Track Your Progress

Fitness goals are hard to achieve because the results are not immediate. So how did I stick with the goal for a whole year? I got a desk calendar and tracked every time I hit the gym. I felt good seeing my progress every week. I also knew when I was slacking off and took an appropriate action.

 

Get Some Accountability

Peer pressure is not always a bad thing. Some positive peer pressure can help you achieve your goals. I discovered that it was easier to ignore a resolution I kept to myself instead of one that I had told someone. So, when the year began, I shared my fitness goals with my friend, and we kept each other accountable on a monthly basis. There are days I went to the gym just because I could not bear the thought of telling my friend I had missed all gym sessions in an entire week.

 

How to Keep Kids Active in the Virtual Learning Era

Due to the COVID-19 pandemic, many schools opted to switch to virtual learning to get the curriculum moving. Unfortunately, the schools were in charge of taking care of our kids during the day, and schedules were totally up to them. Now with my kids at home, it has not been easy to keep them active while the center of their lives seems to have drifted to their devices.

 

Thankfully, changes such as these demand that we adjust accordingly, which made me learn a few techniques to keep kids active. Here is a simple guide that has become my saving grace, and maybe it will be yours too.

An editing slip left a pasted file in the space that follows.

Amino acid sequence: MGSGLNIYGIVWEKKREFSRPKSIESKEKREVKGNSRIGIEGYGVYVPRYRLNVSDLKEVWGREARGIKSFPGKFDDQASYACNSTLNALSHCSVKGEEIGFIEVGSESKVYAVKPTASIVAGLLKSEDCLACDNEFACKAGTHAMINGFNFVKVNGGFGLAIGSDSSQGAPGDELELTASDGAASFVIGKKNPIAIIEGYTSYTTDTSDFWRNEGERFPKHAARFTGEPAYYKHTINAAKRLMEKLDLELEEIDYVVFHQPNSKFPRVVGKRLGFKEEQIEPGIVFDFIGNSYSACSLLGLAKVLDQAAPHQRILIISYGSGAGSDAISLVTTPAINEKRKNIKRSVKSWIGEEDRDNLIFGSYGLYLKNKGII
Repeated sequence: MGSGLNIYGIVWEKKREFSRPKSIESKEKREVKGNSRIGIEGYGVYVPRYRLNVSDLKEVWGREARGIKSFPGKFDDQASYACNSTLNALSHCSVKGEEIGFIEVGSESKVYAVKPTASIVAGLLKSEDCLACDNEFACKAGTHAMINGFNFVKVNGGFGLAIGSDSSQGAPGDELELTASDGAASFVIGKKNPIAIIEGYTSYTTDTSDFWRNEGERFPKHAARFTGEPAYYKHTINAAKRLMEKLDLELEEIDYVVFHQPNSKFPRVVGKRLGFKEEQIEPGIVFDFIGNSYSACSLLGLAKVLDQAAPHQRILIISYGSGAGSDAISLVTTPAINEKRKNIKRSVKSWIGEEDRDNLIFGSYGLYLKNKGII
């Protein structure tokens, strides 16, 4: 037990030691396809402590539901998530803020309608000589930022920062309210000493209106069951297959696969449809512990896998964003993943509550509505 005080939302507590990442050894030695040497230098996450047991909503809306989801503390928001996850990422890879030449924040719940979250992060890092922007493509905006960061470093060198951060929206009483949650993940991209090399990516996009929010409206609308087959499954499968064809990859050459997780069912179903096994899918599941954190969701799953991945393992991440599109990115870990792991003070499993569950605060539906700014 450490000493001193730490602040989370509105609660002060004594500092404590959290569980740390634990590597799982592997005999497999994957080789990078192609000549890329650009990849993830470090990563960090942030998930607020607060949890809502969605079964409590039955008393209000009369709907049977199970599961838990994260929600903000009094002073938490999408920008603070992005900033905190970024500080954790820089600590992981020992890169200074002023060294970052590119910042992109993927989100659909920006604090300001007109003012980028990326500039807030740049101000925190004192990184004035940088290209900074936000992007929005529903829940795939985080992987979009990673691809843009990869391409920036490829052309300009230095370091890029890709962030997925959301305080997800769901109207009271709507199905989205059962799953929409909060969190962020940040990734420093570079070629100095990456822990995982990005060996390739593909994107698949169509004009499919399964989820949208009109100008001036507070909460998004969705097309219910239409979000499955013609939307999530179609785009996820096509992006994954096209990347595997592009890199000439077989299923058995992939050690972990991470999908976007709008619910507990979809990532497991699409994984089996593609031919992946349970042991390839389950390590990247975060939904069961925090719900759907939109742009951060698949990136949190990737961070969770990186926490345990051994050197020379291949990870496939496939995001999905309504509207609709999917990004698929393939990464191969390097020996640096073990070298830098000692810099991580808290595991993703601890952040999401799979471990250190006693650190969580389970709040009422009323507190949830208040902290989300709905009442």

1.  Create a Schedule

Now that I cannot rely on my kids’ teachers to create and monitor their schedules, I have to do it myself. I found that the best way is to try to mimic the daily school schedule as much as possible.

 

Such a program involves:

 

  • When to take virtual lessons
  • When to have interim breaks
  • What to do after an extended learning day
  • Being mindful about the lunch hour
  • Including after school activities
  • Keeping bedtime and waking time consistent

Apart from the after-school activities, the rest will find a productive balance between schoolwork and play. Your schedule might include more things than mine, depending on your kid’s school curriculum. Still, foundationally, it will consist of most of the above activities.

 

2. Be Intentional with the Breaks

I’ve realized that it is easy to bypass a break, especially in between related subjects. When this happens, my kids often lose interest in the middle of the next class, and then I have to convince them to pay attention longer before lunchtime.

 

Since kids are generally playful, they need adequate rest time and activities to keep them excited, so they can find their schoolwork more interesting. When I started getting more intentional with their short breaks, I realized it was easier for them to successfully concentrate through each lesson. This is how a school system works anyway, so why not try my best to keep it up at home?

 

3. Stretches in the Middle of a Class